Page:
15. Hate microwaves and won't use them. Love my gas grill....we live in central FL and the grill is three steps out the kitchen door; it heats up far quicker than the oven. Anything bread-y, I reheat on the gas grill....from pizza to savory croissants to flatbreads to spanakopita to naan. The gas grill (mine is well seasoned) adds a bit of smokiness to the leftover. For lunch today I reheated leftover 'delivery' calzone on the grill. Anything 'wet,' I heat up on the stove-top. Rarely do I reheat in the oven as I find it dries most leftovers.
  16. I agree that it all depends on one's local offerings. When we lived in Central Mexico, we were surrounded by farms that grew produce for export; while some of it (including tomatoes) were shipped 'green' to the US and CDN, the ripe stuff was sold dirt cheap to us locals. When we lived in a small isolated mountain town in Arizona, pickin's were slim for local produce most of the time. Currently we are in Central Coastal Florida where the local food producers are constantly selling new items all year round; we have two very large weekly food markets in downtown St. Petersburg and in Gulfport that allow us to eat local without much effort on our part. In northern climates, this would simply not be as feasible.
  17. I've always zapped honey in the microwave, at 50-70% until barely warm, but flowing easier. Never had sugar crystals.
  18. I keep coffee beans in freezer, removing as needed. I also freeze butter until needed; when I remove it, I keep it in a pottery dish on the counter (other than in the hottest months). I stopped refrigerating eggs when we moved to Mexico; on my first grocery trip there, I hunted and hunted for eggs, until I found them on pallets, stacked in the bakery department. However, if they're out on my counter for a week, I move them to the fridge. I've never refrigerated onions or potatoes; growing up they were always kept in a dark cupboard so I do the same. My DH insists on refrigerating ketchup, mustard, jelly/jam because that's the way he was raised; I think a lot of what we chill is what our mothers did and it's a carryover from childhood.
  19. I'll list this as "new to me." This quail egg cutter works well and is a terrific time/stress saver. http://www.amazon.com/Seki-Quail-Egg-Shell-Cutter/dp/B000AR2J5M/ref=sr_1_1?ie=UTF8&qid=1412790286&sr=8-1&keywords=quail+egg+cutter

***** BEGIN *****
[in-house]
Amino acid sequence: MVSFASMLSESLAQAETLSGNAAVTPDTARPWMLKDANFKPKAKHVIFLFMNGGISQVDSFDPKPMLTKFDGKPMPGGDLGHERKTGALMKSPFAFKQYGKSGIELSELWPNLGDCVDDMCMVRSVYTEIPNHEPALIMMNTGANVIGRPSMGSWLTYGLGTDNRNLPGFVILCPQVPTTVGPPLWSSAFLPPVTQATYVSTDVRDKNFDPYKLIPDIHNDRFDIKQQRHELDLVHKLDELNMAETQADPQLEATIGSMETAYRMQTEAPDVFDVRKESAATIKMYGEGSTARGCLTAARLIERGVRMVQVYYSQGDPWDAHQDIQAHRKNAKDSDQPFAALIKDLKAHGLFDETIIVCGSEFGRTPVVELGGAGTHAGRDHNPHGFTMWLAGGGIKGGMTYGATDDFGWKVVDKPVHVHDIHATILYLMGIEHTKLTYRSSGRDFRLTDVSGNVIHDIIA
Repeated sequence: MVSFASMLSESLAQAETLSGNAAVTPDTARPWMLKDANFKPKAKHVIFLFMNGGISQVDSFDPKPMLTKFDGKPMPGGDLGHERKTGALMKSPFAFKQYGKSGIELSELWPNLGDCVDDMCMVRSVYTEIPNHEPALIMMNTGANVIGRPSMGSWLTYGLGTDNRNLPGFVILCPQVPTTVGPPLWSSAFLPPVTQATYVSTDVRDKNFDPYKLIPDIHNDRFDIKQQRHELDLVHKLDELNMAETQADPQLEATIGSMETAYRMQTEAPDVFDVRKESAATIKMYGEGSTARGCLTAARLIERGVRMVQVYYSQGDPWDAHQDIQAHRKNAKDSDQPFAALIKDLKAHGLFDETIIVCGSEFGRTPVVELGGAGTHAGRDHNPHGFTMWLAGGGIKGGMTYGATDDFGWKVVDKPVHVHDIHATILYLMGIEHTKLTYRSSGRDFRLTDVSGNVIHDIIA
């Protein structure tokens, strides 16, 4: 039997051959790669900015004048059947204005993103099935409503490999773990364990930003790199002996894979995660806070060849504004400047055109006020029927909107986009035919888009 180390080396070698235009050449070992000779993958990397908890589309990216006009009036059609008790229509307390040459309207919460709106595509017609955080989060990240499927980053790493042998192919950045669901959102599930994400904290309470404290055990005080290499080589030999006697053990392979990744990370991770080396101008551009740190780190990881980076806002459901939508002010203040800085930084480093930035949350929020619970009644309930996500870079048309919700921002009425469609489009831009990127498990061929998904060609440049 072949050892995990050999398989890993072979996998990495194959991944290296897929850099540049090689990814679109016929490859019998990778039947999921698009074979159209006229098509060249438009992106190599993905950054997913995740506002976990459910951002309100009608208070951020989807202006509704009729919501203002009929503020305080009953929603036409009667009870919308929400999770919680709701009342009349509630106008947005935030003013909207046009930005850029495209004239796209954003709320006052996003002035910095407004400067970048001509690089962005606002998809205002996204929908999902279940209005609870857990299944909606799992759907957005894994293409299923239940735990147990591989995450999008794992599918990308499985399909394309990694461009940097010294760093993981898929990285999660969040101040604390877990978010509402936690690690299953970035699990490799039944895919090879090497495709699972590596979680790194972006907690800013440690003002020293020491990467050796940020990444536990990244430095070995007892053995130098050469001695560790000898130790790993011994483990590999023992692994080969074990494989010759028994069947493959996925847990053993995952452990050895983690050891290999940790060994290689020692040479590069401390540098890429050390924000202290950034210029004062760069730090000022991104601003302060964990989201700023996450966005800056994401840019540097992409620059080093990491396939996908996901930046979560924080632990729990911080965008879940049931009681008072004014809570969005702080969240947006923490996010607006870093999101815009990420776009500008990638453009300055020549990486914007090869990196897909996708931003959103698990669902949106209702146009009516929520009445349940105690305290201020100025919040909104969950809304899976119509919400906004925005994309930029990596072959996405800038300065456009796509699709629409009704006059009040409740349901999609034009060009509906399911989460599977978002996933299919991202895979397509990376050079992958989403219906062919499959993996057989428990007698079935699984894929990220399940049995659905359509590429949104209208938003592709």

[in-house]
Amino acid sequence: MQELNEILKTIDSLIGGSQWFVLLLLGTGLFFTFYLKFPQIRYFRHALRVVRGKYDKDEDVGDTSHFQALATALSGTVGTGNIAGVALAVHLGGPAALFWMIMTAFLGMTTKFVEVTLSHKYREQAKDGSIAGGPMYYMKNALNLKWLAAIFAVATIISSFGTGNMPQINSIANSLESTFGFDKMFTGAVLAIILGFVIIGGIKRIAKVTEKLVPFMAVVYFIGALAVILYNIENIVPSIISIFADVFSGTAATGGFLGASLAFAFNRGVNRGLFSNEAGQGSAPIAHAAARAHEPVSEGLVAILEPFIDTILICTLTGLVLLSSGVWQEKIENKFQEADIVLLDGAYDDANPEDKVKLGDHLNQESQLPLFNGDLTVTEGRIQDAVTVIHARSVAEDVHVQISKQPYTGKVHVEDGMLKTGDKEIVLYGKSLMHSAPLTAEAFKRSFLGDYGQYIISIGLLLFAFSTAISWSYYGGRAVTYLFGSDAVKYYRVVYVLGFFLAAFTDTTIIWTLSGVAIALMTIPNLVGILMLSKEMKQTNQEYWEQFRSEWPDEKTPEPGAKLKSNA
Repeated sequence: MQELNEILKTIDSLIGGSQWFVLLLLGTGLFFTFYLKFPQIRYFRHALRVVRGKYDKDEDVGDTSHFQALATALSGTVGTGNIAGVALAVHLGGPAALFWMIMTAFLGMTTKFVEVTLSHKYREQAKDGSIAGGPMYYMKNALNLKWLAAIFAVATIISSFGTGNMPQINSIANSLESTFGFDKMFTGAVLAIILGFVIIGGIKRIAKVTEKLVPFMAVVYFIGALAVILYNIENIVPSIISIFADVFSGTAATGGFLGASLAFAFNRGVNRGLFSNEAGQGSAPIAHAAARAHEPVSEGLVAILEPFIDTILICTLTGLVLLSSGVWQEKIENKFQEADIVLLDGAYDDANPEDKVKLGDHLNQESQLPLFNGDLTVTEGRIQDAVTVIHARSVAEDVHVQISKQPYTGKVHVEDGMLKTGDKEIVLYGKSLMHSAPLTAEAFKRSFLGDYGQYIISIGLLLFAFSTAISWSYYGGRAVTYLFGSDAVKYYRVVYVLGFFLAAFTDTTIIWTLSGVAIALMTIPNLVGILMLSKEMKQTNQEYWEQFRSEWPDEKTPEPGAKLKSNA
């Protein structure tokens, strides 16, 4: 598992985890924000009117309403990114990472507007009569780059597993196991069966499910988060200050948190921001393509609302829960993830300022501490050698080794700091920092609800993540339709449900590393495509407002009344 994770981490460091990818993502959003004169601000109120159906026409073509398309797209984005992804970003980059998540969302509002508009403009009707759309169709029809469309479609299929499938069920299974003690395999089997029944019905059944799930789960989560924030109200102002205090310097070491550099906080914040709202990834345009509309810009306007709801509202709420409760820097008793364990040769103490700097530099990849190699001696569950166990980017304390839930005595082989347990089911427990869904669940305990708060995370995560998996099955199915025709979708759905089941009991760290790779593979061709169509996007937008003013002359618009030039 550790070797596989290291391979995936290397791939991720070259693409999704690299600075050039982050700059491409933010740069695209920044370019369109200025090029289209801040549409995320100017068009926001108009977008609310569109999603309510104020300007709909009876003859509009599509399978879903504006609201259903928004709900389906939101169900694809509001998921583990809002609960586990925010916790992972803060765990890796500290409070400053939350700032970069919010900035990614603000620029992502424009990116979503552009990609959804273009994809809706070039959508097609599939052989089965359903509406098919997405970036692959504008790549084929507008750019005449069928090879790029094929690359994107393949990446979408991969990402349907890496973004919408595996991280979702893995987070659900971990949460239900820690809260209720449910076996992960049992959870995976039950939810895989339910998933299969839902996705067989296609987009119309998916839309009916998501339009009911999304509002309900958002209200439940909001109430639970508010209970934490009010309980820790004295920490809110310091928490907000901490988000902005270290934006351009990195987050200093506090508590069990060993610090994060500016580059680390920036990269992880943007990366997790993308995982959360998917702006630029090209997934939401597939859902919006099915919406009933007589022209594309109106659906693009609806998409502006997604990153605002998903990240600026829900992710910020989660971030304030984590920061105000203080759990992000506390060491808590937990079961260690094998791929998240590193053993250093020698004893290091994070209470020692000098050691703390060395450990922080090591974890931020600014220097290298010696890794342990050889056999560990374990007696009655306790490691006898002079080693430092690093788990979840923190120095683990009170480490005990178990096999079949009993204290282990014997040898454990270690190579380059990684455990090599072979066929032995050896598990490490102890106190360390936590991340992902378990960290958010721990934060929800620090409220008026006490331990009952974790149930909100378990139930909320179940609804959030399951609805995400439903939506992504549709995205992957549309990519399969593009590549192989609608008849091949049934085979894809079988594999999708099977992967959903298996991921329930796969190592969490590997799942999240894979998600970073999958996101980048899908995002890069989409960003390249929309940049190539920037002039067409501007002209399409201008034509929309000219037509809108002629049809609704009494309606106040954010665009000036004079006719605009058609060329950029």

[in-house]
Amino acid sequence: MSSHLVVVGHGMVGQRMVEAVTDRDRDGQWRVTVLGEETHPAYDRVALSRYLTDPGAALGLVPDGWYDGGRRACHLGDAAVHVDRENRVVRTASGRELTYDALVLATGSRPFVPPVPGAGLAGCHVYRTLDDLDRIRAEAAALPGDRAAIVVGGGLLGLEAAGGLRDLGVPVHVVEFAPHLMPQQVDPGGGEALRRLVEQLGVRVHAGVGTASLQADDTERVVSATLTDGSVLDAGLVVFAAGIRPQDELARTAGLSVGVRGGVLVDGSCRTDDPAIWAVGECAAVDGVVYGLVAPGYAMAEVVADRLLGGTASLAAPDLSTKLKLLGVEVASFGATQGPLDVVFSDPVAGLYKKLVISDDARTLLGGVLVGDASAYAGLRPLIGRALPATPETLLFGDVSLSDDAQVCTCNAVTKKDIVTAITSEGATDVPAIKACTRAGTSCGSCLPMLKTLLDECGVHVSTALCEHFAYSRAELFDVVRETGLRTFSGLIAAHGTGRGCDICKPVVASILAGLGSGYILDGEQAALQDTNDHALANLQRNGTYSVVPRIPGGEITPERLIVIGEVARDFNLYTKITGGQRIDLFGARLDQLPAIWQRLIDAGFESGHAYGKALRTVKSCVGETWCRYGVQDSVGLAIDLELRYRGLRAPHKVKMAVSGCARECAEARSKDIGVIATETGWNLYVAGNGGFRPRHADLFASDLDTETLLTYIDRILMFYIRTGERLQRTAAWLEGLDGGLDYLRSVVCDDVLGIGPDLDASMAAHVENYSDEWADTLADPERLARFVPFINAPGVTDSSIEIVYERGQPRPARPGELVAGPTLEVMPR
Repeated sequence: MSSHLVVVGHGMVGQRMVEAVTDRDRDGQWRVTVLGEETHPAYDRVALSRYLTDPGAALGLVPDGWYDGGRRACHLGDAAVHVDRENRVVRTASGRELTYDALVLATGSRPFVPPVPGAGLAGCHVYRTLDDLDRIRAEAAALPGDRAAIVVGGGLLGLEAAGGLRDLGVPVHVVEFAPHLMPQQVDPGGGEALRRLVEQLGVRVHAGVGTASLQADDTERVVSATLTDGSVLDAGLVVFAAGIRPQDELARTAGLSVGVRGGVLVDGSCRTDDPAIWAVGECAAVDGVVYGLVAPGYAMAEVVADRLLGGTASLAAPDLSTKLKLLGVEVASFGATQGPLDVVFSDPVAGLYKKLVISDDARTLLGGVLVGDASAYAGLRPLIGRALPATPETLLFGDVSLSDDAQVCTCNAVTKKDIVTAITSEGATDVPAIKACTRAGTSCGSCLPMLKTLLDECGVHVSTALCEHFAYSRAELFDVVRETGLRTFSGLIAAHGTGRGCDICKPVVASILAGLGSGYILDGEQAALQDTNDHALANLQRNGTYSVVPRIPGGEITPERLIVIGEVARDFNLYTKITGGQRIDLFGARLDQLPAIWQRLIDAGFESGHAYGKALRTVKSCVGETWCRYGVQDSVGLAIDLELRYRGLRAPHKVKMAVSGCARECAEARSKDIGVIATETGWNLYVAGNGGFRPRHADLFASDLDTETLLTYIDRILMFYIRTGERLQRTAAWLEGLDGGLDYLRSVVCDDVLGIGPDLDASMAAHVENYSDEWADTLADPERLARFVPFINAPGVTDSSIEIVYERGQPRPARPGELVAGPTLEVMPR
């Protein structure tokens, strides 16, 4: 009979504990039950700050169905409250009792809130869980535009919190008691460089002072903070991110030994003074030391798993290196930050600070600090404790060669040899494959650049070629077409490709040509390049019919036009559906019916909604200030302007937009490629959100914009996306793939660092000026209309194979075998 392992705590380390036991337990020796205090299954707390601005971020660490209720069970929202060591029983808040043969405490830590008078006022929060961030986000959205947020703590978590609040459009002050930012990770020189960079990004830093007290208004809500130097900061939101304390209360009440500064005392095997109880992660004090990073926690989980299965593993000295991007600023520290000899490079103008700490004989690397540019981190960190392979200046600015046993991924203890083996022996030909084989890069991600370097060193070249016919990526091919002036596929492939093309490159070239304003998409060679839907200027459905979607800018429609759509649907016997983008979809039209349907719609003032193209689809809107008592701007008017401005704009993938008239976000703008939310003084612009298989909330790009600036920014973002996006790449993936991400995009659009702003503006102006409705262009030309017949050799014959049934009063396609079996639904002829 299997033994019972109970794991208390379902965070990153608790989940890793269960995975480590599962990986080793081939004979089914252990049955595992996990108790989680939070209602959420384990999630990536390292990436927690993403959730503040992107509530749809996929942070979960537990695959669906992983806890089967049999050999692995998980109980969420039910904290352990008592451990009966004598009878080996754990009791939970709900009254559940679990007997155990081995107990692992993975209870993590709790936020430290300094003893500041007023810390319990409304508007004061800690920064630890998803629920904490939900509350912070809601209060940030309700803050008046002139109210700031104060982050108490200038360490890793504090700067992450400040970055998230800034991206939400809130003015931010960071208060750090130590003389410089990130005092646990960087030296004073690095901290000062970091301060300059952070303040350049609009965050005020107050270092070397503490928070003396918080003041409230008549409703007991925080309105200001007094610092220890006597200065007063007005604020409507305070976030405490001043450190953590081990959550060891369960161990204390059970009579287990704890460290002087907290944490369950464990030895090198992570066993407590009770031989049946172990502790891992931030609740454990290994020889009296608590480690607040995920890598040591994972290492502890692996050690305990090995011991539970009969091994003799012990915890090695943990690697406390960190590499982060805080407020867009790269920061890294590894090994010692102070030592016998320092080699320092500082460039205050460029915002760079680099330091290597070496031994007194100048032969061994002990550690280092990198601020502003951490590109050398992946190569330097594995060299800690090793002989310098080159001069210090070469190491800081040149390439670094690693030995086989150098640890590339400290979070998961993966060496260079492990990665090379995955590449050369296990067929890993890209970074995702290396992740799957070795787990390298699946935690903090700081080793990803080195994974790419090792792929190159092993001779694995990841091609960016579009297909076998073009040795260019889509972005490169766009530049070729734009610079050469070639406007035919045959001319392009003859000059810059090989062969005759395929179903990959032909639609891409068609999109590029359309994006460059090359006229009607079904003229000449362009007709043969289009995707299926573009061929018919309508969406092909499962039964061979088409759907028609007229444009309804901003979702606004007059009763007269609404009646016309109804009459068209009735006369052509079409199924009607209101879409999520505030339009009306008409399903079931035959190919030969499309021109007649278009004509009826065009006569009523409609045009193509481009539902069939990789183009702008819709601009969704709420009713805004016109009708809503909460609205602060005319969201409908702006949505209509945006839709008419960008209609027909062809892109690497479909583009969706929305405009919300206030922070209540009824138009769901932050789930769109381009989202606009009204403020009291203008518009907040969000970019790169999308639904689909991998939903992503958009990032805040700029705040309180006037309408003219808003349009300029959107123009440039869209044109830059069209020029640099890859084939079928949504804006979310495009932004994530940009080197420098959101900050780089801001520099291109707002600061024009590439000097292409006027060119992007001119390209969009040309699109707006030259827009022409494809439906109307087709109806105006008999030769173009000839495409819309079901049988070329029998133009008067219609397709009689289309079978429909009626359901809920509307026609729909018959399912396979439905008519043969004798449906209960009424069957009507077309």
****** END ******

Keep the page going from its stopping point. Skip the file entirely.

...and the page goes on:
20. I use dried fruits and nuts when I make mole'. I freeze leftover bits and pieces of the fruits and nuts that accumulate over time from other recipes, then add whatever I have to my next mole'. We lived in Central Mexico for 5 years where I wrote a recipe column in a monthly expat magazine using local ingredients from our local tianguis (open air market). I was lucky to meet and have lunch with Diana Kennedy. While her cookbook recipes are specific and detailed, she readily admits that Mexican home cooks tend to use 'what's available.' I can attest to that as when I would meet and talk to the local women in our village about recipes, there was rarely any measuring device in their kitchens, nor did they ever seem to make the same exact recipe twice!
  21. Love the convenience of their frozen crushed garlic cubes (plain and with basil); imported from Israel. They thaw quickly and are great for a quick vinaigrette. None of that funky aftertaste like the jars of crushed garlic. Also in love with their meringue cookies of various flavors. Way better quality and low price compared to those found in most groceries. My nearest TJs now is almost an hour away, but there is a new one slated for opening later this year within 15 minutes from me. Yippee!!!
  22. My sweet treat is often accompanied by a 'short' sherry or port.....shhhhhhhhhhh, our little secret!
  23. I have to work hard to maintain my weight (I went from a size 14 to a size 8 about 15 years ago and have kept the weight off). I find the best solution for desserts is portion control. I don't make 'low fat, low sugar' recipes; I make the most luscious recipes I can find. BUT, but I only allow myself a tablespoon of mousse; a slice of pie the equivalent of 1/32 a pie. When I make panna cotta, I use wide shot glasses; when I cut brownies, they're never more than 1" squares. I freeze leftovers and only thaw a few portions at a time. I eat desserts/sweets just a few times a week and usually mid-afternoon, then take a nice long walk (I average 2 miles a day walking). That's what works for me, YMMV.
  24. Most of the splatter occurs when it's on the side-burner and lands on an adjacent bougainvillea, which doesn't seem to mind too terribly
  25. But won't hot stuff (like your candy) melt the wax in the wax paper??